Yi-Gan San and BDW are mixes of many herbal ingredients. Yi-Gan San is a mixture of 7 different dried plants, many of them (Unticariae sinensis and Angelicae root) with possible actions in the serotoninergic and gaba system. BDW consists of 8 herbs: Rehmannia glutinosa Libosh. var purpurea Makino, Cornus officinalis Sieb et Zucc (Cornaceae), Dioscorea batatas Decne root (Dioscoreaceae), Alisma orientale Juzep rhizome (Alimataccae), Poria cocos Wolf, Paeonia suffruticosa Andr. (Paeoniaceae), Cinnamomum cassia Blume (Lauraceae) and Aconitum carmichaeli Debx. (Ranunculaceae). Studies have suggested that BDW enhances the choline acetyltransferase activity and increases the acetylcholine content of the frontal cortex in a murine model (29,30).

Major methodological limitations of the four studies are small size of samples and short-term duration. There is no description of the chemical composition and/or possible active principles of the different products employed in studies Involving Yi-Gan San (13) and BDW (14) formulation (Table 1). In the study with BDW (13), Sepia sp. and face powder were used as placebo; however, the way that the shellfish formulation was performed was not described. In the control group of the study using the Yi-Gan-San (14) formulation, 25 mg per day of tiapride hydrochloride were introduced. This drug is a substituted derivative with selective dopamine D2-receptor antagonist properties. This intervention (contamination) occurred in 44% of the individuals and was responsible for the symptoms, among them dizziness.

Generally, crude herbal drugs are natural products and their chemical composition depends on several factors such as geographic source of the plant material, climate in which it was grown, and time of harvest. Commercially available herbal medicinal products also vary in their content and concentration of chemical constituents from batch to batch and when products containing the same herbal ingredient are compared between manufacturers. Even when herbal products are standardized for content of known active or marker compounds to achieve more consistent pharmaceutical quality, variations in the concentrations of other constituents can be observed. The use of a protocol such as the Consolidated Standards of Reporting Trials (CONSORT), composed of 22 items, will probably minimize the limitations of RTC with phytotherapic agents (31).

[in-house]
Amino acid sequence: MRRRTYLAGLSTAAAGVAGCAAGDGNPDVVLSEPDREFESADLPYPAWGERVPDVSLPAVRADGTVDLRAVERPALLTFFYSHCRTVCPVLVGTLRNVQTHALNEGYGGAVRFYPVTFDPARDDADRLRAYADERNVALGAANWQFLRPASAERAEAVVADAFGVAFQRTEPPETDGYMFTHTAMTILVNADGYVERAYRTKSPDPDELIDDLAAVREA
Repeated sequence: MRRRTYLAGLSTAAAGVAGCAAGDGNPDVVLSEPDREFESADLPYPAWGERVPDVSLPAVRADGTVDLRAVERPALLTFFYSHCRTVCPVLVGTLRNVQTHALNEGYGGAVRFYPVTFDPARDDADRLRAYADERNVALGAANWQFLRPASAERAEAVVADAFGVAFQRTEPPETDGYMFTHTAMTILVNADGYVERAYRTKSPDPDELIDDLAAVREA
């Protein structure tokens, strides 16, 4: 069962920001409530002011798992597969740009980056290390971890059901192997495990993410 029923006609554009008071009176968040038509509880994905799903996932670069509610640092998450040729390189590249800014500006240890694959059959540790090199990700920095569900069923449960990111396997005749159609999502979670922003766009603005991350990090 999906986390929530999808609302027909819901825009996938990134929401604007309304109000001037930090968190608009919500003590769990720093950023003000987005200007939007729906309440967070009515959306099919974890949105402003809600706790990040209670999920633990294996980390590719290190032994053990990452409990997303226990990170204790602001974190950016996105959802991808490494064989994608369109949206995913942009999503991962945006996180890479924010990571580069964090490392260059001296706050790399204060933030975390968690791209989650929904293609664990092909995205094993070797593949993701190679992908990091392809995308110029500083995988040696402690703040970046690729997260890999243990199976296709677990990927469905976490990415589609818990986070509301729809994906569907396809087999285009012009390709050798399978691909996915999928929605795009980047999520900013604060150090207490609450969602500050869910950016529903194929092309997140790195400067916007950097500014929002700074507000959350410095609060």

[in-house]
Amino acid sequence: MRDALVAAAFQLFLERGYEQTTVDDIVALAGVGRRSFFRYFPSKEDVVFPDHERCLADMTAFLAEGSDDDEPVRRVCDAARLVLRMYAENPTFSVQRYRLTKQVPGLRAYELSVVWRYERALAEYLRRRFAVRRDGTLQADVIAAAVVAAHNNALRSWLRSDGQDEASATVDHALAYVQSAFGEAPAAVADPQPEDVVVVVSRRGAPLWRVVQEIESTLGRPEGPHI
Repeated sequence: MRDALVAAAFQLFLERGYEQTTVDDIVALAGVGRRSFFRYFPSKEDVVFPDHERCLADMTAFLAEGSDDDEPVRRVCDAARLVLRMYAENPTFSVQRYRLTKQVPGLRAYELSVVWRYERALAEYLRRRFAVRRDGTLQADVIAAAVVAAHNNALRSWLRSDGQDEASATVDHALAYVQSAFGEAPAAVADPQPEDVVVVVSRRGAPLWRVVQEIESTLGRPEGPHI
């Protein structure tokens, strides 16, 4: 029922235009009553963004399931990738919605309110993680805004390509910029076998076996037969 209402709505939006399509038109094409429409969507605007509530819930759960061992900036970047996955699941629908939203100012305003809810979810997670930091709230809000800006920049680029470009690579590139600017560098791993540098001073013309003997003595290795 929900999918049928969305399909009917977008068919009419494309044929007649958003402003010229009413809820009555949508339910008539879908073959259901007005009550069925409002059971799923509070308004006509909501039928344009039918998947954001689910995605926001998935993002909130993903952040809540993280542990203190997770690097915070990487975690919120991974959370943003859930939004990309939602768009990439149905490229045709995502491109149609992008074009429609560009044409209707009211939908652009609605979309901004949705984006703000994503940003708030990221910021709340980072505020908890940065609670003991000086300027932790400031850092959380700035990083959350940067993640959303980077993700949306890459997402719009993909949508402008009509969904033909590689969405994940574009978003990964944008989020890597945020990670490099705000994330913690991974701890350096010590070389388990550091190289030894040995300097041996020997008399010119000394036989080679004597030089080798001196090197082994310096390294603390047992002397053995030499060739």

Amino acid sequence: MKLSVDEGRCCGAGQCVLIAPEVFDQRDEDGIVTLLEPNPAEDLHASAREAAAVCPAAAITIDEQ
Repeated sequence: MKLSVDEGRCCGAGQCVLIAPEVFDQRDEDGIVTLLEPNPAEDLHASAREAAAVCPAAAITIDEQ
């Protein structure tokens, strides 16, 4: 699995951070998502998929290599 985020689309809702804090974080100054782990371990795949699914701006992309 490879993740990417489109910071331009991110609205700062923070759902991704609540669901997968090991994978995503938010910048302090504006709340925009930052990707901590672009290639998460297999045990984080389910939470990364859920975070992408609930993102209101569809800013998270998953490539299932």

The use of herbal medicines in the treatment of AD should be compared with the pharmacological treatment currently in use. Such studies should include the identification of the active principle in order to improve the validation of the clinical trial. Further large-scale, multicenter studies are necessary to determine the effectiveness of these substances in the cognitive deterioration of AD. Until then, this review provides some evidence of the benefit of Melissa, Salvia, Yi-Gan San and BDW in the treatment of AD.